Would Netflix make you pay extra to watch in colour?

The world has been in stasis for over a year.  Work from home; self-isolate; social distancing have been our constraints.  And technology has been thrust into everyone’s consciousness.  Companies have been furiously developing online platforms to enable people to connect remotely – from massive growth in online shopping, through remote logon to work systems, to video conferencing.  Not many of us had heard of Zoom in 2019 and yet, apparently, Zoom’s Daily Active Users grew from approximately 30,000 in January 2020 to over 1.7 million at the end of 2020!

This has been a great response to the restrictions.  It has enabled us to get stuff done.  We have been able to log on to systems to complete work tasks, to order stuff, and even to write blogs.  All this is transactional.  Video team meetings have also been mostly transactional – passing status updates, collaborating on a task, even interviews and performance reviews – with hardly time to ask about someone’s weekend or say Happy Birthday.

So the world didn’t stop – stuff got done.

Has anything got lost in the busyness?

We may have become more connected but at the same time we have become more isolated.  Social interactions have been suppressed.  We miss the quick coffee with our desk neighbour or a walk to grab lunch with a friend.  The spontaneous interaction at the coffee machine or on the stairs is missed.  We are social animals and we value relationships.

Has technology helped?  Yes, of course, video systems like Zoom and Facetime have been used by millions for Friday evening drinks, quizzes, family chats and reading bedtime stories.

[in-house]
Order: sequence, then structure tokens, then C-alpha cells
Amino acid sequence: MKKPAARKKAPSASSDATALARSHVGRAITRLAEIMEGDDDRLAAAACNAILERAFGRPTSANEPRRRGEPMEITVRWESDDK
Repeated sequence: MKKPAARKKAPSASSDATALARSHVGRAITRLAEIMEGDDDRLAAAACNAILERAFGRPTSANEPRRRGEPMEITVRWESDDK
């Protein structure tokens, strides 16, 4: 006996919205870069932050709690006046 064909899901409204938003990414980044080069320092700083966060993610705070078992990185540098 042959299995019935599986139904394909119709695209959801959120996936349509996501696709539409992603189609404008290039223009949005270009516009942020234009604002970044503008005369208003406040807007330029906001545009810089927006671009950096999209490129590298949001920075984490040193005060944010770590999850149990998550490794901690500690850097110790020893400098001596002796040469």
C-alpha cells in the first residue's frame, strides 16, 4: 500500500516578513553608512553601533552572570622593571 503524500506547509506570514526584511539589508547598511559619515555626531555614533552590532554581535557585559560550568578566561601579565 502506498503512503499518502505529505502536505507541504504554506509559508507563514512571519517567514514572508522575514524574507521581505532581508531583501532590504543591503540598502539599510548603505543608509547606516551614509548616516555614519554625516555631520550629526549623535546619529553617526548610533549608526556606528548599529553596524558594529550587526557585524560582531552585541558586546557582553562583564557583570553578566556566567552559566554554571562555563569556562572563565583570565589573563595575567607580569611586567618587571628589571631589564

Blessings and Curses!

So, the responses to the pandemic have had their problems as well as benefits.  Some people have found themselves with extra time for things they always wanted to do – spending time with the family, taking up running or painting, or learning a language.

Does technology get in here too?  For example, those learning a language may have downloaded an app like Duolingo or Google Translate.  Once again these are transactional tools – 2 dimensional. Why do we learn a language?  To communicate – to exchange meaning in words, sounds and gestures.


“The principal method of human communication, consisting of words used in a structured and conventional way and conveyed by speech, writing, or gesture.”

Live life in colour!

This is where conversation-based language learning has the edge.  By seeing people, hearing their voice and seeing their body language we can learn to wholly communicate in a new language.  It is a two-way exchange in 3-D.  Live videoconferencing tools bring people together for dynamic language lessons. The pandemic has therefore made it practical for you to learn with others from your sofa!

Memorising words, phrases and even tables of verbs can leave you with just a pile of Lego bricks.  Learning with people gives you flexible communication links to build relationships.  For us, the importance of community and social connection have been central to our language school for 30 years.  It’s more important than ever now.

Of course Netflix wouldn’t charge more for colour.  Although black and white films do have a niche artistic following, you want the full colour films.  So do use the language apps for their purpose – learning words and phrases – and then learn to communicate with humans.

We are here for you wherever you are.